Reader A is employed by an agency and has been dispatched to a food processing company. The agency explained to A that she was not entitled to paid leave. However, other people directly employed by the food processing company enjoy 10 to 15 days paid holiday, and A has recently learned that those dispatched by other agencies to the same company also get paid leave.

In justifying the decision not to grant A paid leave, the agency said that A’s work schedule is irregular depending on the company calendar. However, A says she is working the night shift eight hours a day, 40 hours a week at least.

A, I assume that you have been dispatched legally, that is, based on the Act for Securing the Proper Operation of Worker Dispatching Undertakings and Improved Working Conditions for Dispatched Workers. Under this act, “worker dispatching” is defined as “causing a worker(s) employed by one person so as to be engaged in work for another person under the instruction of the latter, while maintaining his/her employment relationship with the former, but excluding cases where the former agrees with the latter that such worker(s) shall be employed by the latter” (Article 2). If this is the case, you have an employment relationship not with the company where you are dispatched (hakensaki) but with the agency that dispatches you (hakenmoto).

Paid leave is a right all employees are entitled to. A worker who has been employed continuously for six months from the day they were hired and has reported for work on at least 80 percent of their assigned workdays must be granted annual paid leave, according to Article 39 of the Labor Standards Act.

Even if annual paid leave is not mentioned or is ruled out in the employment contract or the notice of working conditions, you have the right to take it as long as you fulfill the conditions above.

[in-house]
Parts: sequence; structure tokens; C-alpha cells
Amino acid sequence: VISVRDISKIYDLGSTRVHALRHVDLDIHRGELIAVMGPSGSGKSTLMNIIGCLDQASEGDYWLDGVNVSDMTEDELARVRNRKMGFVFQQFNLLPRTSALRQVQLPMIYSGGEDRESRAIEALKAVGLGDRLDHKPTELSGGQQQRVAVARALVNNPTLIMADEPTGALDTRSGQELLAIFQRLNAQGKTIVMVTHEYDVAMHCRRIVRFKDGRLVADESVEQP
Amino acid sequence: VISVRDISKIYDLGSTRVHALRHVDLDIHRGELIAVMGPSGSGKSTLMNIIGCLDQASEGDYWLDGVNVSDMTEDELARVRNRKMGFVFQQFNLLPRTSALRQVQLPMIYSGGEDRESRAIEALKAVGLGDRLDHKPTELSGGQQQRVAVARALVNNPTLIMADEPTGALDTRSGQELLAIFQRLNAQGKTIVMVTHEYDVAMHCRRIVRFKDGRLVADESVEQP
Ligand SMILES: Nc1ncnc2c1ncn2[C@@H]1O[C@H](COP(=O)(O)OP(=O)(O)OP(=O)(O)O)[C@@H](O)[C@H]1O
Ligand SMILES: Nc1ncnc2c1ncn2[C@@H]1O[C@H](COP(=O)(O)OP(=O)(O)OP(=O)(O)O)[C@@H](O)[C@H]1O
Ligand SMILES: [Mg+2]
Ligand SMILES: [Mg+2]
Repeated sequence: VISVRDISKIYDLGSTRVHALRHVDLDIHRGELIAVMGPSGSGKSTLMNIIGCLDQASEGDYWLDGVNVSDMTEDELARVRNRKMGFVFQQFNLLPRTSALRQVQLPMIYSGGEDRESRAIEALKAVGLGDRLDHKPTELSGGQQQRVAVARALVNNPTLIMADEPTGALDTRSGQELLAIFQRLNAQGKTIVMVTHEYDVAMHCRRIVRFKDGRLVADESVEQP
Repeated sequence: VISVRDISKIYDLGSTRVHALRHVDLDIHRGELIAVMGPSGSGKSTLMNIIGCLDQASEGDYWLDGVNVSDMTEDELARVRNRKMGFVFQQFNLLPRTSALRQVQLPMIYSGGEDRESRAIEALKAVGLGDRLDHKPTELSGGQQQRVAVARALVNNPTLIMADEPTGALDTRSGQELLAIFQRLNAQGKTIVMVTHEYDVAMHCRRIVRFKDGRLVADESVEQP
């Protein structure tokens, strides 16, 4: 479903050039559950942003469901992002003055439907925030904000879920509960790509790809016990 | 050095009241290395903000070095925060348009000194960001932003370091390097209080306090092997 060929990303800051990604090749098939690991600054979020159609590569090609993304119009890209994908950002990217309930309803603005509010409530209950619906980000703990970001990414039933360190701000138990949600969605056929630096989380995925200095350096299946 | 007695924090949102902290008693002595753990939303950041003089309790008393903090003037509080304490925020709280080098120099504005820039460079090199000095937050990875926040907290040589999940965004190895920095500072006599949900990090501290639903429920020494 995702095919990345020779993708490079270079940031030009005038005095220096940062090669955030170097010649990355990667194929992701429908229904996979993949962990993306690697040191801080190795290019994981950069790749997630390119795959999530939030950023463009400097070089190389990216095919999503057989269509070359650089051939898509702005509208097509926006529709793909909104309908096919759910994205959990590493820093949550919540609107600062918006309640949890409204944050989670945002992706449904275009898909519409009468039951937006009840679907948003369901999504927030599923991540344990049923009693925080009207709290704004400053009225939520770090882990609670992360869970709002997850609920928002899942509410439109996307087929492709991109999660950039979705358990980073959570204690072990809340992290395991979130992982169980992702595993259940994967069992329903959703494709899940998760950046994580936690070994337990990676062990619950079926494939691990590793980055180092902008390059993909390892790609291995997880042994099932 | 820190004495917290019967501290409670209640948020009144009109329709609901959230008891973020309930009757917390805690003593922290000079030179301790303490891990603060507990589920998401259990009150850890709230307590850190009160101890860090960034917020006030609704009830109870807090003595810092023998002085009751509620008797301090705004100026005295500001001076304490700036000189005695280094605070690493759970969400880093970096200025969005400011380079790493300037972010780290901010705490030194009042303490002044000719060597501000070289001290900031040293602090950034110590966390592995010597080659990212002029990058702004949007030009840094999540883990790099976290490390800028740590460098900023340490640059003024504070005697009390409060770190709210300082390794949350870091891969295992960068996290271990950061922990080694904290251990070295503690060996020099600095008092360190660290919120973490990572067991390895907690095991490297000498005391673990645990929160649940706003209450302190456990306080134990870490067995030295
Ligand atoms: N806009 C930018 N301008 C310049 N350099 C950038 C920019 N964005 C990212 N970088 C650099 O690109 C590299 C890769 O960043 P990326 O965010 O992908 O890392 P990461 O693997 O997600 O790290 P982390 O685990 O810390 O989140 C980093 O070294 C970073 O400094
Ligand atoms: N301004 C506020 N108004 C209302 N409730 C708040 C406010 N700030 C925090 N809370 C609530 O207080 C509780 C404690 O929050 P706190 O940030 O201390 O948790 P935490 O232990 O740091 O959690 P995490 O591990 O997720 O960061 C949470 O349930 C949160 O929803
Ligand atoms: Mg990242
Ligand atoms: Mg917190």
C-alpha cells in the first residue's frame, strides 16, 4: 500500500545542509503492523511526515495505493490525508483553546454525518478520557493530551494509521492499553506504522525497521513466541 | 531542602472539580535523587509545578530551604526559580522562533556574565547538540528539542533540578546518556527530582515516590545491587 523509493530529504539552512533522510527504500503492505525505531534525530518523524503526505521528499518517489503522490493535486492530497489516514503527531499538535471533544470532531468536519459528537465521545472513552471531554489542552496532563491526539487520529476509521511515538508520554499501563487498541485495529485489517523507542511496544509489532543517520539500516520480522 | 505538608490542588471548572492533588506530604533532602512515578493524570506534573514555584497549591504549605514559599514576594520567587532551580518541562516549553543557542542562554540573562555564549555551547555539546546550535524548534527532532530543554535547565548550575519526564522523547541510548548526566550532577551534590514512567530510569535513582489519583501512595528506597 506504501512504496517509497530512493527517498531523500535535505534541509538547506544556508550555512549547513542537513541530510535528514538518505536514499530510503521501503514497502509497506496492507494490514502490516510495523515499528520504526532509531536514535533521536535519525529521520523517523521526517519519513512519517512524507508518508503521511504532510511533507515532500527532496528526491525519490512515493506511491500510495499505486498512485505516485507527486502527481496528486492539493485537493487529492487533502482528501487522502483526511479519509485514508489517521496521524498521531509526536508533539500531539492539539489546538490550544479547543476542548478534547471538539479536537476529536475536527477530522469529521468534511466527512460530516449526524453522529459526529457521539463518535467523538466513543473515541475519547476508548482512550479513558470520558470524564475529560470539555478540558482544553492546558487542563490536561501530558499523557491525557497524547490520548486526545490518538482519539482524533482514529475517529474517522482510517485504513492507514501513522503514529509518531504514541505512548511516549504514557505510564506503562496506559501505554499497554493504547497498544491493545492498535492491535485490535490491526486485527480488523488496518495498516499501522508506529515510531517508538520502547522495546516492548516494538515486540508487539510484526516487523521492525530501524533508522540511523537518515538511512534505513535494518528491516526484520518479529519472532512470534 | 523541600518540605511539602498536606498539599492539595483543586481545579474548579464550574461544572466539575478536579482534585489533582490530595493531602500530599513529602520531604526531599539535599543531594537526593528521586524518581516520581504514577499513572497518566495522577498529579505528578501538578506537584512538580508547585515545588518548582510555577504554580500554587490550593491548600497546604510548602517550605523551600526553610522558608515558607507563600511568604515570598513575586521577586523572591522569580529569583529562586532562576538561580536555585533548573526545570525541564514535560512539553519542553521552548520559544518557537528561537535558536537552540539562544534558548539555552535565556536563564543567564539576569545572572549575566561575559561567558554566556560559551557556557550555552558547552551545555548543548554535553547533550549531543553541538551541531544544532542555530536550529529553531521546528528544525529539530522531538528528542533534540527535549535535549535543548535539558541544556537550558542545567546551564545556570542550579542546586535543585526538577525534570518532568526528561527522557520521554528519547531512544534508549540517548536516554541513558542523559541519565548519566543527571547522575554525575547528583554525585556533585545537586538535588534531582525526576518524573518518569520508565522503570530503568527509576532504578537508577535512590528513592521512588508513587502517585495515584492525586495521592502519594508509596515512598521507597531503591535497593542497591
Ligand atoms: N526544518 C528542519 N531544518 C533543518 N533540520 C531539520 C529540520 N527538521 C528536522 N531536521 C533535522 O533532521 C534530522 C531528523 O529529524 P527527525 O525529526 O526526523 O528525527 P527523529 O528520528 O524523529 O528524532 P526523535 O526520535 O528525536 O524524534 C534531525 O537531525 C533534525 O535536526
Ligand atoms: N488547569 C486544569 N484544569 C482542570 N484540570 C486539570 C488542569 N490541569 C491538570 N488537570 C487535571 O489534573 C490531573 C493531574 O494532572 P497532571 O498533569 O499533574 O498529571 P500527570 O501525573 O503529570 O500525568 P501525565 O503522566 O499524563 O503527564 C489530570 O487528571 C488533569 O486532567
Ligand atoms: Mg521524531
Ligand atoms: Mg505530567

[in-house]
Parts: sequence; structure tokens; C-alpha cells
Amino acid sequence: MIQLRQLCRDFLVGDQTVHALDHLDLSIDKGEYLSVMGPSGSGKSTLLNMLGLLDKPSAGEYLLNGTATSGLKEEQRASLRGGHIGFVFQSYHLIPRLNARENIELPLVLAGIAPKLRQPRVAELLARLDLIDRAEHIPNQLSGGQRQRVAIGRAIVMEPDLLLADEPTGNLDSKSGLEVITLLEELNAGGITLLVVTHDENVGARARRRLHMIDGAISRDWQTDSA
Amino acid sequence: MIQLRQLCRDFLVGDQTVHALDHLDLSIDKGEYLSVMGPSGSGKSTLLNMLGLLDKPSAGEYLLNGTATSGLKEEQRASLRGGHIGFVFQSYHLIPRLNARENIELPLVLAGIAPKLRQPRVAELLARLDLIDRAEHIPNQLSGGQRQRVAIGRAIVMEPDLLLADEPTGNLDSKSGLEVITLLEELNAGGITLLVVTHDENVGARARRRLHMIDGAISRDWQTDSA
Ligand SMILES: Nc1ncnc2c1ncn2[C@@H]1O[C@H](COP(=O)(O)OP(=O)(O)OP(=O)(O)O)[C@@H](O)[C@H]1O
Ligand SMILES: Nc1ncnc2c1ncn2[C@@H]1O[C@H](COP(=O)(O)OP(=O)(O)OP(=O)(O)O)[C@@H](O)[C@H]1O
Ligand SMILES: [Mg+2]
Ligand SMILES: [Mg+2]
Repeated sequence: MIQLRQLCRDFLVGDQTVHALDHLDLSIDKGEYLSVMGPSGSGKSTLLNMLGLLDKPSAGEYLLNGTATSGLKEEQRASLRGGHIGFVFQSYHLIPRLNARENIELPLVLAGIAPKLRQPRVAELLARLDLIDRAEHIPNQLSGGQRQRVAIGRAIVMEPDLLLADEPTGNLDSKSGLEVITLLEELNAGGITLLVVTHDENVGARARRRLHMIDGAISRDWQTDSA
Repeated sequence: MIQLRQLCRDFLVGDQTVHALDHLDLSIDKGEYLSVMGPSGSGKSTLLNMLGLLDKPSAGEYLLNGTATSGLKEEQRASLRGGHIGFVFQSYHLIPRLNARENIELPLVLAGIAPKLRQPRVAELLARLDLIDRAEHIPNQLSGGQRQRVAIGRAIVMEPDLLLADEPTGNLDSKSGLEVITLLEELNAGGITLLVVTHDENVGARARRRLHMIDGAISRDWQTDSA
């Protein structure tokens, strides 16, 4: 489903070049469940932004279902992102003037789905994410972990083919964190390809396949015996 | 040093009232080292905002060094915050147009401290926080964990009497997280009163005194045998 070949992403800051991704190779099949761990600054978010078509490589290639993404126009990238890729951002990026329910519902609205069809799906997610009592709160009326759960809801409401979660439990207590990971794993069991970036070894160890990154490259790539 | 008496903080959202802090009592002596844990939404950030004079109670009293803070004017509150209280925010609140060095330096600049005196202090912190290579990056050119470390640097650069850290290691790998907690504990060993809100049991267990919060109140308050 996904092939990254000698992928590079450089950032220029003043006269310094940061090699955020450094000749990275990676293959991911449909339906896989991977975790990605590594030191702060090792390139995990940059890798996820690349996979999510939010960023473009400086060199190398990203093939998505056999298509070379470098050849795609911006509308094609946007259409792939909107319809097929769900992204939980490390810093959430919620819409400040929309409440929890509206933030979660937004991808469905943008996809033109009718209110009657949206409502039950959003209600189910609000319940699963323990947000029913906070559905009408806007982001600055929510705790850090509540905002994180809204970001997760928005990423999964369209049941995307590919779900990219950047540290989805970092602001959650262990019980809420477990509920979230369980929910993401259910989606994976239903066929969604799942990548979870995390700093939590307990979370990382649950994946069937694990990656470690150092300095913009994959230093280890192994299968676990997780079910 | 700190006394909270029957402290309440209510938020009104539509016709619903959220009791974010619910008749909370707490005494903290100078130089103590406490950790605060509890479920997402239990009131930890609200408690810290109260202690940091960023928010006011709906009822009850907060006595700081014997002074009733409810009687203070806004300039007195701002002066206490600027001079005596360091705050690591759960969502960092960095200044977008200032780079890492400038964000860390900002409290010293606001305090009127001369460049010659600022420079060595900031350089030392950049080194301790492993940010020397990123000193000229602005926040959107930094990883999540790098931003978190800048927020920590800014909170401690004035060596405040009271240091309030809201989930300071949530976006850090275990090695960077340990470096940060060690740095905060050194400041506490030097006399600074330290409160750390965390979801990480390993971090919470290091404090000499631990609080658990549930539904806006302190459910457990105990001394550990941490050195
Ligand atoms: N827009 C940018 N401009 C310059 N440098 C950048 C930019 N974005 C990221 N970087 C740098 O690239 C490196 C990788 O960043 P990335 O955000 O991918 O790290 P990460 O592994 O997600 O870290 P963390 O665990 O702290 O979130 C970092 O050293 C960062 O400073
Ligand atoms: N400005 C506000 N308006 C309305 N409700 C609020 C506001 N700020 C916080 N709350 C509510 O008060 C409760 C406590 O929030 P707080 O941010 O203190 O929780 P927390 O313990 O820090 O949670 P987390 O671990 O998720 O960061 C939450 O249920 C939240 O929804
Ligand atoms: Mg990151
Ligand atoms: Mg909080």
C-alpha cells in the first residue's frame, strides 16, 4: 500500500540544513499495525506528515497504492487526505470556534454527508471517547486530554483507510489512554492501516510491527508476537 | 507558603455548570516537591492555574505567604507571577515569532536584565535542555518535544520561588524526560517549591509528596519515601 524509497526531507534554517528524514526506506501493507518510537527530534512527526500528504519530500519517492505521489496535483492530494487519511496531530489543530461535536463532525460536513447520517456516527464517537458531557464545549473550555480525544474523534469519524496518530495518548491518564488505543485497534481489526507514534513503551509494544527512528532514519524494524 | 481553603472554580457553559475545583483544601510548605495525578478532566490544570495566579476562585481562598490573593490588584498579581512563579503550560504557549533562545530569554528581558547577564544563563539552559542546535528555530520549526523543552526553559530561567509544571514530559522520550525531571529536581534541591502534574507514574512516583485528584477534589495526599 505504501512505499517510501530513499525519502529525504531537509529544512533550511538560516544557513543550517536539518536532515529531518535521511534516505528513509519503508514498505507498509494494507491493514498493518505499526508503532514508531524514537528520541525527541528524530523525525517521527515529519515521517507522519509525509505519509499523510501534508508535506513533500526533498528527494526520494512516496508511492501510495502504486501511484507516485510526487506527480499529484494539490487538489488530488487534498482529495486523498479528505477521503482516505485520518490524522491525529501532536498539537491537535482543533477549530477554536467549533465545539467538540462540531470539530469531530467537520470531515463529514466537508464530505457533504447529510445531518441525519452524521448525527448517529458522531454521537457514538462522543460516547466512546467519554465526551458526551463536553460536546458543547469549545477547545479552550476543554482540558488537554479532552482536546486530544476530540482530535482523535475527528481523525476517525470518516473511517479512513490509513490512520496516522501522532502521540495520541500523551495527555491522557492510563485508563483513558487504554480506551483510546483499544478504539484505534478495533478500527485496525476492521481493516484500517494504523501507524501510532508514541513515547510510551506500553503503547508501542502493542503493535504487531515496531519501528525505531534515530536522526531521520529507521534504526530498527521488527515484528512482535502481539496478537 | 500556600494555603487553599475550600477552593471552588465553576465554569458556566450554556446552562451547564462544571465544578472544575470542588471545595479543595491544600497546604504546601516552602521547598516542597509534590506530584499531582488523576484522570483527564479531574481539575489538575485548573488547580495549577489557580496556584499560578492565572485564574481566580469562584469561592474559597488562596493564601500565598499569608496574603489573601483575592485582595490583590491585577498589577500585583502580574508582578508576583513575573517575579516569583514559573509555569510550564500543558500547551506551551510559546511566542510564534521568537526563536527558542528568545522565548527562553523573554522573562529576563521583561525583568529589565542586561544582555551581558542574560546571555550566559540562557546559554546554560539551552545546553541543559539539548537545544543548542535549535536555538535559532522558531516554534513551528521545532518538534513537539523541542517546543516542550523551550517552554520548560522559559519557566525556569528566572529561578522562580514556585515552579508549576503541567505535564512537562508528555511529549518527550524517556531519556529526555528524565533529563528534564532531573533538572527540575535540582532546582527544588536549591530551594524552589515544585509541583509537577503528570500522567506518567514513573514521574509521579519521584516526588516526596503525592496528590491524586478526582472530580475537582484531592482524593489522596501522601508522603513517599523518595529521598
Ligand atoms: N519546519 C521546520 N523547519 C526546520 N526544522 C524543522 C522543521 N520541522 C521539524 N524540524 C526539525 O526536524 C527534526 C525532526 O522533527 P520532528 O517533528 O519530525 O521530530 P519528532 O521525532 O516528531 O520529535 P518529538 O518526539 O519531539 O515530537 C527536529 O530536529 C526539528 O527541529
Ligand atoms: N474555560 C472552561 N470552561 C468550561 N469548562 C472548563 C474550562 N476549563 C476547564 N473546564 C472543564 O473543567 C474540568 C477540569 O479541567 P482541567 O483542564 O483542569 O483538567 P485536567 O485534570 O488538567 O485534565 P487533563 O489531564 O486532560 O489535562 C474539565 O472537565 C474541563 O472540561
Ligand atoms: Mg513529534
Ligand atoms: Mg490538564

The number of days of paid leave depends on years of continuous service as follows: after 6 months, 10 days; one year, 11 days; two years, 12 days; three years, 14 days; four years, 16 days; five years, 18 days; six years and more, 20 days. For those who work less than five days a week, the number of days of paid leave is likewise reduced.

As I said earlier, paid leave is one of the rights of an employee, so you are entitled to enjoy it as long as you fulfill the aforementioned requirements, whether you are a dispatched or regular employee. However, since a dispatched worker has an employment relationship with an agency, their paid leave should be granted by the agency, while a regular employee’s paid leave is granted by their company.

In your case, if you have worked based on a contract with the agency for over six months and have reported for work on at least 80 percent of your allotted working days, you are entitled to paid leave. Even if the term of the contract is less than three months, you are regarded as having been continuously working as long as you have been employed under extensions of that contract. The fact that your work schedule is irregular has no bearing on your right to paid leave.

If you fulfill the conditions for paid leave, you have a legal right to demand it from your agency. If the agency still refuses, you should report them to the relevant labor standards bureau, who will conduct an investigation and either suggest or request the agency grant you paid leave if a violation is found.

Masako Suzuki is an attorney with the Section of Legal Assistance for Foreigners at Tokyo Public Law Office, which handles a wide range of cases involving foreigners in the Tokyo area. TPLO lawyers address readers’ legal concerns on the second Tuesday of the month. Website: www.t-pblo.jp/slaf. Phone: (03) 5979-2880. Send questions to lifelines@japantimes.co.jp

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